Storage » Features »

  • Top-paying industries for IT 2014

    When it comes to IT pay, some industries fare much better than others. Find out who the winners and losers are in our 2014 Salary Survey.

  • How the 2014 Computerworld IT Salary Survey was conducted

    A look at the methodology used to collect data for Computerworld's 2014 IT Salary Survey.

  • IT Salary Survey 2014: Who's hot, who's not

    Salaries continue their modest rise, while demand for workers with key tech skills coupled with business acumen keeps employers scrambling to find and keep talent.

  • What do IT workers want?

    While traditional incentives like salary and benefits still rule, IT staffers are placing more importance on intangibles such as corporate culture, challenging work and recognition -- a trend that employers ignore at their peril.

  • Read this before you buy another hard drive

    It's rare that a company would release internal data on drive failure rates -- even more so when that company, Backblaze, earns its living storing consumer data in the cloud. That makes the hard drive data released this week even more valuable.

  • Thanks to the NSA, quantum computing may some day be in the cloud

    The NSA is spending some $80 million in basic research on quantum computing, money that may ultimately help commercialize quantum computing for the private sector.

  • 1

    RAM wars: RRAM vs. 3D NAND flash, and the winner is... us

    While resistive RAM's chances of crowding out NAND flash anytime soon are slim, the coming RAM wars mean mobile users are likely to have hundreds of gigabytes, or even a terabyte, of storage at their fingertips.

  • Christmas in July: 11 cool gadget gifts

    The gadget-industrial-complex keeps churning out more and more cool tools to try. What to do? Roundup time!

  • Some data center operators take their chances with floods

    Even most of those hit hardest by Hurricane Sandy are hardening their facilities instead of moving them entirely. In the storm-prone South, however, it's a different story.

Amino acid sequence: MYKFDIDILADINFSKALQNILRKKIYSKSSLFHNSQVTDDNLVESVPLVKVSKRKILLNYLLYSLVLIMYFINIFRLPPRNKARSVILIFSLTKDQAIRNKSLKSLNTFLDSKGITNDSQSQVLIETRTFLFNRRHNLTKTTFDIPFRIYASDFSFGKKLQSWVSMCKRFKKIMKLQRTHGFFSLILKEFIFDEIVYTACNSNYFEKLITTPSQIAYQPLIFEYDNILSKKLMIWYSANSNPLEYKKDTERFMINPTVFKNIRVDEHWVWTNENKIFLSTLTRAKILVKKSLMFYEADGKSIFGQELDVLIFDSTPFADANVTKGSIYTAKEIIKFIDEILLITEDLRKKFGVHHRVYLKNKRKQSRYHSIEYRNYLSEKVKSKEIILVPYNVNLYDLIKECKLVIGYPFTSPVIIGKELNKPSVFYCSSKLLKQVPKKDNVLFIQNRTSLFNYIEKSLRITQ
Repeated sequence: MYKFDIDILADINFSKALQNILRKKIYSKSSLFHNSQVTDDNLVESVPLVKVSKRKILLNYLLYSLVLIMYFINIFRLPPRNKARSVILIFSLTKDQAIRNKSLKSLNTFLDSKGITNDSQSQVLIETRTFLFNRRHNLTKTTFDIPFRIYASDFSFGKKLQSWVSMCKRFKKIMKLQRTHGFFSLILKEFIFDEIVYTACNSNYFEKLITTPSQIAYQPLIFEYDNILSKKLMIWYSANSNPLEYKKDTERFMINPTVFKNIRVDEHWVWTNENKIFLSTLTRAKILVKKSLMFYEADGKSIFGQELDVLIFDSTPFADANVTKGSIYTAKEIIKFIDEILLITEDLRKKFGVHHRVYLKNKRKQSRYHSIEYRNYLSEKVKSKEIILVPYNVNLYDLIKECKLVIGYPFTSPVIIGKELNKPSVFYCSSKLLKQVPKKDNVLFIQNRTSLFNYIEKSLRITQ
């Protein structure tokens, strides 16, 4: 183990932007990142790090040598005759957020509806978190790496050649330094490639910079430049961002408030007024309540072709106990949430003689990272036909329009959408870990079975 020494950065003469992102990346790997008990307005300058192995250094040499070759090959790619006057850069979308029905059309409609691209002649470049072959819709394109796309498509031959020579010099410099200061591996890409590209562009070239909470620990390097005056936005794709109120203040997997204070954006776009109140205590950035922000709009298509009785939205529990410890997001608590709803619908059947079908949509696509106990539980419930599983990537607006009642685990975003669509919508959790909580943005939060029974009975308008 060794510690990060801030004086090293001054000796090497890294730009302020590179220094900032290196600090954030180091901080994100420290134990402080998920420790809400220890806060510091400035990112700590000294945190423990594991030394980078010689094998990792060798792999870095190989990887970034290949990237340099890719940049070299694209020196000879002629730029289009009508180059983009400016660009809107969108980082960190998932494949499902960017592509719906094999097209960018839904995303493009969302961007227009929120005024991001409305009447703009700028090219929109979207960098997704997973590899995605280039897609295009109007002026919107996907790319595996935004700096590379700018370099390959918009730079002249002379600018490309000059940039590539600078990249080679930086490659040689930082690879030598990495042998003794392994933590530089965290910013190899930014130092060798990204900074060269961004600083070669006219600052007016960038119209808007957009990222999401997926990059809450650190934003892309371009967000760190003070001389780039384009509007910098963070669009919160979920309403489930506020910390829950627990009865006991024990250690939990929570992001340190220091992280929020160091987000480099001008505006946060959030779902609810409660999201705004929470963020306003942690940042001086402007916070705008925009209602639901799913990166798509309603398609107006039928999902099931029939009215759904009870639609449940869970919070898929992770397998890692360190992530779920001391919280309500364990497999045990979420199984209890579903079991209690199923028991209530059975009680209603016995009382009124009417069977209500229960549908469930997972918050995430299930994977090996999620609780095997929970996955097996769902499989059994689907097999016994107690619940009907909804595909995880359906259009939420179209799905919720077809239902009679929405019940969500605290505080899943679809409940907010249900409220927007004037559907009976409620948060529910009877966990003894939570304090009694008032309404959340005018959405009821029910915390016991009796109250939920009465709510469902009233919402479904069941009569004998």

• Tornadoes and data centers are OK in Oklahoma

    If the question about tornadoes comes up at his Oklahoma City data center, as it sometimes does, Todd Currie, vice president of operations and general manager at Perimeter Technology, has answers. He even has cutout sample of his roof to show how it is built.

  • Here, there, everywhere: 3 personal Cloud storage systems

    Cloud storage has become increasingly popular, both for individuals and companies, as a place to stash everything from tax records to family photos. Services such as Dropbox, Box, SugarSync or Google Drive offer the chance to easily store your data and then access it from any of your devices.

  • Box Offers User-Friendly File-Sharing, But Faces Big Competition

    The cloud storage service is an intuitive collaboration tool and has IT-friendly features. However, it's in a crowded, competitive market that includes Microsoft.

  • New storage technologies to deal with the data deluge

    Enterprise storage demands are reaching a critical point, and vendors are scrambling to develop new products to deal with the data deluge. We look at how these technologies will help manage the major pain points for storage administrators.

  • How big is the sound of music?

    Music fans and major recording artists are adopting lossless audio file formats to keep copies of their music thats as close to a master recording as possible, leading to multi-terabyte-sized home music storage systems.

  • Tape storage finds new life in the enterprise and beyond

    Tape is not dead - far from it. In fact, many enterprises depend on it for cost-effective long-term storage. Tape is also finding new applications in the virtualized and increasingly video-centric world of IT. As enterprises deal with bigger sets of data, tape will play a vital role going forward.

  • 'Black swan' predictions for 2013 include solar storm

    If you are making a list of tech predictions for next year, as this story does, it may be a good idea to put the solar maximum on this list. The next one is expected in 2013, says NASA.

  • 13 events that defined Cisco's 2012

    From software defined networking challenges to killing Cius and corporate restricting moves, it was a busy year for Cisco.

  • 2012: The year in quotes

    Some of the most memorable IT-related quotes were uttered in courtrooms this year, which involved a steady stream of legal challenges about intellectual property. In no particular order, these are some of the comments that stuck with us as 2012 winds to a close.

  • "The Human Face of Big Data" offers a geek-out-worthy coffee-table book

    "The Human Face of Big Data" is an ambitious and attractive new large-format book that aims to give readers, through photography and short articles, a glimpse of how powerful new data processing capabilities are changing people's lives. Author Rick Smolan is a photographer who gained fame for his "Day in the Life" series, which included an edition focused on the Internet in 1996, "24 Hours in Cyberspace." He says that his latest work is based on the premise that "our planet is beginning to develop a nervous system."

  • Hurricane Sandy leaves wounded servers in its wake

    Data recovery experts have been kept busy in the wake of Hurricane Sandy, which left a slew of data centers underwater, damaging equipment and threatening a significant loss of business-critical data.

Sign up now to get free exclusive access to reports, research and invitation only events.

Computerworld newsletter

Join the most dedicated community for IT managers, leaders and professionals in Australia